Skaters keep decades-old fad rolling

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WASHINGTON — I get to do a lot of interesting things for this column. I’ve hiked, biked and Trikked, walked, run and RunAmuck. Most of these forays provide glimpses of fitness subcultures I didn’t even know existed until I gave them a try.

Rarely has this been so true as a recent Saturday evening when I joined the Washington Area Roadskaters for a seven-mile spin around the National Mall on inline skates. Yes, that was me gliding (someone less charitable might say “stumbling”) down the center of Pennsylvania Avenue in the freezing cold, in a gathering snow squall, with four other guys and Bill English’s disco cart.

His what? We’ll get to that. But seriously, when is the last time you strapped on a pair of Rollerblades? The ‘80s? The ‘90s? Then came that Saturday: two hours listening to the James Gang, Cher, Madonna and Weird Al Yankovic at high volume and watching passersby do the Chicken Dance.

Yeah, that all happened. While the rest of us have turned to P90X, spinning and every other fitness fad, a group of folks have stayed on their skates and seem to be having a whole lot of fun with it.

“You’re out there getting exercise without even thinking about getting exercise,” says English, 52, of Silver Spring, Md. “It just happens.” So do beer nights, trips to other cities and weekend skate conventions, as well as very serious sprint and distance races for those inclined.

Who knew? I sure didn’t. And by the way, inline skating is a great workout, especially for a newbie like me. Even the slightest uphill is a challenge in those heavy boots. It’s similar to tackling a hill in cross-country skis.

“It’s a full-body exercise,” says Marc Ostrow of Gaithersburg, Md., another WAR member who was there that night and has skated a marathon in 1:31. He adds, “You get all the benefits of running and more.”

English started skating in grad school in South Carolina in the mid-1990s after his bike was stolen. He and his wife have a son with autism, and English discovered when Billy was 7 that skating was one of the few things they could do together.

“I found that when I had my kid on skates, I could pretty much hold his hand and he’d go wherever I wanted to go,” English recalls. “If he was in shoes, he’d run all over the place.”

Now 25, Billy zooms around roller rinks and occasionally joins WAR for social skates. “It’s really good when you’re autistic to have something that you’re good at,” English says, “and that people appreciate you for.”

On a warm spring or summer evening, events like Saturday’s attract dozens of skaters. At the end of May, aficionados from all over the country will come here for Skate DC Weekend, a full three days of social skating. In June, Skate of the Union will include races for elite, competitive types.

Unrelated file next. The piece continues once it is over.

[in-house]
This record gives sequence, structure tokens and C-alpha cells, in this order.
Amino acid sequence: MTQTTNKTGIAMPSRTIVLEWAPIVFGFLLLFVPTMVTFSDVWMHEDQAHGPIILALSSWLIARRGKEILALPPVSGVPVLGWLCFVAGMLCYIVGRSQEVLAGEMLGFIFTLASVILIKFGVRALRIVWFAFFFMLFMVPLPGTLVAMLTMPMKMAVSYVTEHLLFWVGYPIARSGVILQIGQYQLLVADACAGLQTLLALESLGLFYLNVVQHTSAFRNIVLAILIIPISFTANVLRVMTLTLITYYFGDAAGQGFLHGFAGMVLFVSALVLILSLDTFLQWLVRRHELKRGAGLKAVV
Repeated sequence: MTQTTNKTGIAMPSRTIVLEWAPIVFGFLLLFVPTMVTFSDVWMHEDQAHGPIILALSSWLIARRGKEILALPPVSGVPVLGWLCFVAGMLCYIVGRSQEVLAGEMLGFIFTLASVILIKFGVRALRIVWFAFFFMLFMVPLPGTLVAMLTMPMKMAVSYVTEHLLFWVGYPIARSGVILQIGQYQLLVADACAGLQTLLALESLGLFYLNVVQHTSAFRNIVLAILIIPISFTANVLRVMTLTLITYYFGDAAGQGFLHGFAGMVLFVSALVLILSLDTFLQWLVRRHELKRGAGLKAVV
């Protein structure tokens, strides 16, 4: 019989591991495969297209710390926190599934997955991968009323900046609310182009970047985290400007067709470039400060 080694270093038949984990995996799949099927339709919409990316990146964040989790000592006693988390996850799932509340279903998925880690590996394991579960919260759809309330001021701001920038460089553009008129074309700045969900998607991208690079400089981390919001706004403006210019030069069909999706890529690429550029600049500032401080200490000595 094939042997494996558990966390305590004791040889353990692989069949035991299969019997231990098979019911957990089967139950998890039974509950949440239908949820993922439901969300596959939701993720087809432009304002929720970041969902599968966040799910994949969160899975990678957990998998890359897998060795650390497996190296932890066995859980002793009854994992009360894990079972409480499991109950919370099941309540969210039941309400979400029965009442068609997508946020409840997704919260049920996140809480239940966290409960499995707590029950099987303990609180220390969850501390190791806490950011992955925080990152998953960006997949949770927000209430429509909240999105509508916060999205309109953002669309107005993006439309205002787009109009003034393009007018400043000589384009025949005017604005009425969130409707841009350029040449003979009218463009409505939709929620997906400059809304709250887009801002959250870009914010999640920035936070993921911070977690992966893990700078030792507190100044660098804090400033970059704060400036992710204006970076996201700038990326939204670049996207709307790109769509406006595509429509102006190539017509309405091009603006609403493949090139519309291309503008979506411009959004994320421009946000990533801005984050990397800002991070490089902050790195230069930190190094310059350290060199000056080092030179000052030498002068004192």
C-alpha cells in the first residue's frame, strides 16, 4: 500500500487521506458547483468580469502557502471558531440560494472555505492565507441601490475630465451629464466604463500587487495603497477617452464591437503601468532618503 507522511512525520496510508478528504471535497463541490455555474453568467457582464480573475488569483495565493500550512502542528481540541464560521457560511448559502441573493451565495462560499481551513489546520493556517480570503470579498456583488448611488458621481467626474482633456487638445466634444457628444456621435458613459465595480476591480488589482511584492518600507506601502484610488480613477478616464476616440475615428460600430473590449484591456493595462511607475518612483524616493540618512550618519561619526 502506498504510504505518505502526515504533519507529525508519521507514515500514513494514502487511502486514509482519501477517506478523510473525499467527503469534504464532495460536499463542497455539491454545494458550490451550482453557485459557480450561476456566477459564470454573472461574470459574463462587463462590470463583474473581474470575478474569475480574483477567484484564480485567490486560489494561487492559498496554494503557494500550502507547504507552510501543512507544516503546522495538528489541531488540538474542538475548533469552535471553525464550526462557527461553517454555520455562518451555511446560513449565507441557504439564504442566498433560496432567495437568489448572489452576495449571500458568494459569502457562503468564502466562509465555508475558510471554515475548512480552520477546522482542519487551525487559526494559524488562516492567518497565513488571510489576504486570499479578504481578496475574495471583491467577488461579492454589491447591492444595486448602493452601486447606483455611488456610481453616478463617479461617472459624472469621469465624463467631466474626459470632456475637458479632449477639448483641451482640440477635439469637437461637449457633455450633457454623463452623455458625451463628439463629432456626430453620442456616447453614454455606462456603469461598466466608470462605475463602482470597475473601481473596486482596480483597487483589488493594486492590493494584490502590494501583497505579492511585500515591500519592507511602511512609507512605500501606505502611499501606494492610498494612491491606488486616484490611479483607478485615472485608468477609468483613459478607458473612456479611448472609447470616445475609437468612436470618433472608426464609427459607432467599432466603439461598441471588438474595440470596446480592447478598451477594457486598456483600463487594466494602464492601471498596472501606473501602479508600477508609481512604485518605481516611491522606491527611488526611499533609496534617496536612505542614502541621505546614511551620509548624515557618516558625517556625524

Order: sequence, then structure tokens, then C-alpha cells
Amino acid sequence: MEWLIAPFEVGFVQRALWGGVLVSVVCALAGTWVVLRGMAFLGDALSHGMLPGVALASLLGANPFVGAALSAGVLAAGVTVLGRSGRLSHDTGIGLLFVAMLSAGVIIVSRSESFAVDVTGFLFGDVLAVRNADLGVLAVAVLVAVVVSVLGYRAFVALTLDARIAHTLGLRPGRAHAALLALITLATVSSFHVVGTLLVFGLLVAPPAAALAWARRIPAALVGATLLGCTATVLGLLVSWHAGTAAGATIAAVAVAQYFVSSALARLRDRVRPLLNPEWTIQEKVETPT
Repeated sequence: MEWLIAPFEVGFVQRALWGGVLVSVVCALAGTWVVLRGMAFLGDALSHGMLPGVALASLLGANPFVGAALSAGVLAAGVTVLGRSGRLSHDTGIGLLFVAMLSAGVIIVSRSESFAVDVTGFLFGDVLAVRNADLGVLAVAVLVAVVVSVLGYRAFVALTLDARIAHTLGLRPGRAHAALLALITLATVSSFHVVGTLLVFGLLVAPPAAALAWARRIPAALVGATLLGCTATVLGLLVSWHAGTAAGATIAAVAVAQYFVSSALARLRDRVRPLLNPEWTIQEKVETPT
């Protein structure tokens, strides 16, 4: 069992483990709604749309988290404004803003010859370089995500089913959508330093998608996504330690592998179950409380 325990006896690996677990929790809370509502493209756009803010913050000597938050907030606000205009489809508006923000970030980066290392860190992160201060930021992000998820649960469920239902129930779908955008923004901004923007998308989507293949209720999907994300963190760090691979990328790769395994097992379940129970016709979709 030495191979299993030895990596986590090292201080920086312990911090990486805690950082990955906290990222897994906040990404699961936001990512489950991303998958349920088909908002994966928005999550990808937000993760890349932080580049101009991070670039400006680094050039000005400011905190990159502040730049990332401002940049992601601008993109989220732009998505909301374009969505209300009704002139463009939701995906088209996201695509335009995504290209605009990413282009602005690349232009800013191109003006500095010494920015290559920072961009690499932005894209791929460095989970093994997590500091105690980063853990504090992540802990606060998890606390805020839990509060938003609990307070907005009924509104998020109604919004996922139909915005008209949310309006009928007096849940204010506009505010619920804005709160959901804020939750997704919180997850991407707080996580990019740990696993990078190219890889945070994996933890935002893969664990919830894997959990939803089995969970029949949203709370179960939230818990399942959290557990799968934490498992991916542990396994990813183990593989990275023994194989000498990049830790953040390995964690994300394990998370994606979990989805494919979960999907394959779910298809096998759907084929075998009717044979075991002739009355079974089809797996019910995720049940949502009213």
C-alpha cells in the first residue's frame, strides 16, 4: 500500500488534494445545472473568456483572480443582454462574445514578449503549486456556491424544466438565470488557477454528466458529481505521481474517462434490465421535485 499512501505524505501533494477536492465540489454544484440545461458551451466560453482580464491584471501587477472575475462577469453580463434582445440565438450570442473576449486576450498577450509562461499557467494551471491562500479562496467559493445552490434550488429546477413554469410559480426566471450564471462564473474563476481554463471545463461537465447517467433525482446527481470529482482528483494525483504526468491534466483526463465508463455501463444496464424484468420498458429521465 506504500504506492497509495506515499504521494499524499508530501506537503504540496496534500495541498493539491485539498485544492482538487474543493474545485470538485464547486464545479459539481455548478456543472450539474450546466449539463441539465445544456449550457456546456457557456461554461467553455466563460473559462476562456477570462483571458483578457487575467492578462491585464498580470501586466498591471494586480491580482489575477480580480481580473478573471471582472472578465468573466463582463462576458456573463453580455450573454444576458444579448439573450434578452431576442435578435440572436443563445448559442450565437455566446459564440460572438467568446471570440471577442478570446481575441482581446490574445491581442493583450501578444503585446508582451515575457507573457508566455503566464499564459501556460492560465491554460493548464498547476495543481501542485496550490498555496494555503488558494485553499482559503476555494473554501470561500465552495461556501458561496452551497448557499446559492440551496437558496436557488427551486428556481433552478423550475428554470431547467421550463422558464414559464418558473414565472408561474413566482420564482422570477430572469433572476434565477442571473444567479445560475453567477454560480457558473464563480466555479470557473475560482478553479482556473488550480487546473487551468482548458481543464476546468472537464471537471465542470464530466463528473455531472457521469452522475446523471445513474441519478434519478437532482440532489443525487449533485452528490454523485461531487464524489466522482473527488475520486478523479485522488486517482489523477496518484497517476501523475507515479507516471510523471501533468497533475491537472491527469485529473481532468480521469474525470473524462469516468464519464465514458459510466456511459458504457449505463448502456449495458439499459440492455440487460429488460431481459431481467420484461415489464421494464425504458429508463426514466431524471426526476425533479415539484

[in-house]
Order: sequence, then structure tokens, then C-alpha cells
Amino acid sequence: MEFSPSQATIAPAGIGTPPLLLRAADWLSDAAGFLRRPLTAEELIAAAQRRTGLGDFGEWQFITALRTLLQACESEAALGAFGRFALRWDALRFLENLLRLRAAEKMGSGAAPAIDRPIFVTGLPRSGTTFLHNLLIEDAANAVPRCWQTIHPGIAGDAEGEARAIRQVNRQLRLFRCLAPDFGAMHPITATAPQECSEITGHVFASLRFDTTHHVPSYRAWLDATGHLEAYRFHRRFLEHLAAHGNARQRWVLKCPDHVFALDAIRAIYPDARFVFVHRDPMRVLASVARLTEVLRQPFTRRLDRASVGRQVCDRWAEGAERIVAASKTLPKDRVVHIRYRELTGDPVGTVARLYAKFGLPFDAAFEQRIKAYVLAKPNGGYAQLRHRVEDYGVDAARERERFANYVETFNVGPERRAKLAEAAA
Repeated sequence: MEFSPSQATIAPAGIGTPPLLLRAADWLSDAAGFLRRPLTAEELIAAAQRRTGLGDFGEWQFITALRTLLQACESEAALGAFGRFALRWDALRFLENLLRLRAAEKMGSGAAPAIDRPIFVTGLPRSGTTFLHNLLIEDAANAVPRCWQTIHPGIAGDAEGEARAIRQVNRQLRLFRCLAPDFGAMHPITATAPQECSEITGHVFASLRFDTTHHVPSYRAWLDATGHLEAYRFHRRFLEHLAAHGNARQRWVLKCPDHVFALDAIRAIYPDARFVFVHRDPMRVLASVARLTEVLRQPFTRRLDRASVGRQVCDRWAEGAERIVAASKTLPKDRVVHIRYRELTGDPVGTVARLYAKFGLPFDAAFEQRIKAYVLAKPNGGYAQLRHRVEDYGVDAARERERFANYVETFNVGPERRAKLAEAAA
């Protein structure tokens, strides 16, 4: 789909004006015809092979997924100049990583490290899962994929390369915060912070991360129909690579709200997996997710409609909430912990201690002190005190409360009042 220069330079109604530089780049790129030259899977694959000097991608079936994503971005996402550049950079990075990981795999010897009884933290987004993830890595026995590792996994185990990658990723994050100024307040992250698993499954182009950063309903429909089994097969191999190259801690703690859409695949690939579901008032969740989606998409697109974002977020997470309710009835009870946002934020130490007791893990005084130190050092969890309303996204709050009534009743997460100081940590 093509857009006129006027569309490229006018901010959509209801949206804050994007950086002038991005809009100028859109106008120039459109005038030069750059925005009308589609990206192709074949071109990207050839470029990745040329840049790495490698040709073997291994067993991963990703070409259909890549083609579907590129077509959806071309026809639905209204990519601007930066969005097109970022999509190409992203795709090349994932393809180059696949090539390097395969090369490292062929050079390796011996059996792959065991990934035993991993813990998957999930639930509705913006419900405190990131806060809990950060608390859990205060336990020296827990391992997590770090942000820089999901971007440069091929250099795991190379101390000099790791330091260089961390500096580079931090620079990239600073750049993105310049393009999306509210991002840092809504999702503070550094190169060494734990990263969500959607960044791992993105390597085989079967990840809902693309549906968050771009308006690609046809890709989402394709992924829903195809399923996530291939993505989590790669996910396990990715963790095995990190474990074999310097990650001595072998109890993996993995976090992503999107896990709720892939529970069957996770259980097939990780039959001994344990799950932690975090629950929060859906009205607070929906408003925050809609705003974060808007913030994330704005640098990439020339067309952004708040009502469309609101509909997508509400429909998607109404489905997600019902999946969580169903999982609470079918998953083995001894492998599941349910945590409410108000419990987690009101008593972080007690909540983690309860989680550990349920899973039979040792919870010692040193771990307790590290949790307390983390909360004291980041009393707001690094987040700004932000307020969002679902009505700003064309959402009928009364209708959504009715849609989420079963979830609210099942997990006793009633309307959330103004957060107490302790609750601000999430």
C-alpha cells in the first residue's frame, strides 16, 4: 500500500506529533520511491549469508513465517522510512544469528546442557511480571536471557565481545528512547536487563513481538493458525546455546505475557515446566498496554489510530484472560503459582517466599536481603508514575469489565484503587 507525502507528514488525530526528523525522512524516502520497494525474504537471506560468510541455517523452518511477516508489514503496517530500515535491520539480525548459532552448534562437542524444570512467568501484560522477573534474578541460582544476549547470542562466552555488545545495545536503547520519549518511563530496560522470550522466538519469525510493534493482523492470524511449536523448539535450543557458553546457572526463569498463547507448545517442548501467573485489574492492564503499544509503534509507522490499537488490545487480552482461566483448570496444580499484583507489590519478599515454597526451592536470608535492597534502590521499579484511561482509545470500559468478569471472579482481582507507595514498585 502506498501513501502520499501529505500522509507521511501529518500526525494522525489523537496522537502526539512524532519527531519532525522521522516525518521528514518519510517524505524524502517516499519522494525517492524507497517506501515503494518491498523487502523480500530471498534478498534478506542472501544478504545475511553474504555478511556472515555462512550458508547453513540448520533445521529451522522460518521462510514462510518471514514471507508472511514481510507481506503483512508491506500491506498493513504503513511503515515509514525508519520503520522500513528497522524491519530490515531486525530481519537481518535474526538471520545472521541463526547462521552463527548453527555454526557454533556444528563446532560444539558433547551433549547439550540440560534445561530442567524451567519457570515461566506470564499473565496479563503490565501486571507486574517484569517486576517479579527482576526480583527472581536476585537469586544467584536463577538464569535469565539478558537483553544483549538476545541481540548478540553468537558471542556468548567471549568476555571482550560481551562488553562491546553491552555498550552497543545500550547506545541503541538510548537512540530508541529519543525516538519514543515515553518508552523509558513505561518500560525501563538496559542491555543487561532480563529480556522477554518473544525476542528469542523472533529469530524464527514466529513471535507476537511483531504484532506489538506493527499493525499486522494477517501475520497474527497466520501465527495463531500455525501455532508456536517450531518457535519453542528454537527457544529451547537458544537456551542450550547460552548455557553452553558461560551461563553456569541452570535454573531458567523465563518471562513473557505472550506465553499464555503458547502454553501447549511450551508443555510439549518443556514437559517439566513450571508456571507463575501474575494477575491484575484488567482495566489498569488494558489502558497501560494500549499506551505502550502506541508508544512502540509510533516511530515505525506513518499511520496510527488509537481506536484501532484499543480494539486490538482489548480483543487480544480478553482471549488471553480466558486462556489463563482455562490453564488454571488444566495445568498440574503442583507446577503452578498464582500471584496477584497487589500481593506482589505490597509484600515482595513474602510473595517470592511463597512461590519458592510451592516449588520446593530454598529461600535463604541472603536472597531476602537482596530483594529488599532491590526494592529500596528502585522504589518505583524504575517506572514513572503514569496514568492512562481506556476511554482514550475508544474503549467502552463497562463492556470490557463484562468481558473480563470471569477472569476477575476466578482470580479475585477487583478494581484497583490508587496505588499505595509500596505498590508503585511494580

But WAR skates just about year-round, except when there is snow on the ground. On a blustery evening, with flurries in the forecast, I joined English, Ostrow, Jesse Freeman and Tom Wood at the edge of Lafayette Park, directly in front of the White House. I borrowed a pair of English’s skates and wrist guards, strapped on my bike helmet, and away we went. (For the record, WAR asks beginners to take a class or be confident they can stop on a downhill and skate in traffic.)

The first stretch was a slight downhill, which English and Ostrow helped me negotiate without picking up too much speed. After that, I was on my own, though they kept close watch and helped me negotiate some difficult spots. My goal was to stay upright for the entire two hours.

“You do fall. You can’t not fall,” Ostrow told me later. “You’re going to fall for one reason or another.” Miraculously, I didn’t, though not without some close calls. It’s amazing how rough the pavement is in downtown Washington when you pay attention to it.

About 13 years ago, English started carrying a boombox on some skates, because after all, what is skating without music, especially funk, disco and other roller rink tunes? Eventually he lashed together two scooters, hung some powerful speakers from the frame and hooked it all up to an iPod. On a small mast at the front of the contraption, a flashlight shines on one of those spinning disco balls.

As the sun set and the snow picked up, English fired up the disco ball and the party was on. We had been drawing cheers along the whole route, but now when we stopped, someone walking by would often feel compelled to bust a few dance moves, including, yes, the Chicken Dance. Wood recorded it all with a small camera mounted between the two bouncy antennas on his helmet.

Our bar mitzvah on wheels ended near the State Department, where we split up and headed home. My evening finished with a whole lot of ibuprofen, a glass of wine and a new appreciation for an old sport.

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